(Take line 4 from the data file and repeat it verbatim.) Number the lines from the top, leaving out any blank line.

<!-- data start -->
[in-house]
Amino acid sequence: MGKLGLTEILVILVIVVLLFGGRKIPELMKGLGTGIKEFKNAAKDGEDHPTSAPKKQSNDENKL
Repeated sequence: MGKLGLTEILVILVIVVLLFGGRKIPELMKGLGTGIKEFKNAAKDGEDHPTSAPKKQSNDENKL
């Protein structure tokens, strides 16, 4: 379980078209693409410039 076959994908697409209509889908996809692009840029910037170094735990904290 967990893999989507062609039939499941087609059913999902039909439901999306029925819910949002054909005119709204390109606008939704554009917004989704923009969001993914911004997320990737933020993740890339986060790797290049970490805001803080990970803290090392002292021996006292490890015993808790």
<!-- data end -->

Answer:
């Protein structure tokens, strides 16, 4: 379980078209693409410039 076959994908697409209509889908996809692009840029910037170094735990904290 967990893999989507062609039939499941087609059913999902039909439901999306029925819910949002054909005119709204390109606008939704554009917004989704923009969001993914911004997320990737933020993740890339986060790797290049970490805001803080990970803290090392002292021996006292490890015993808790």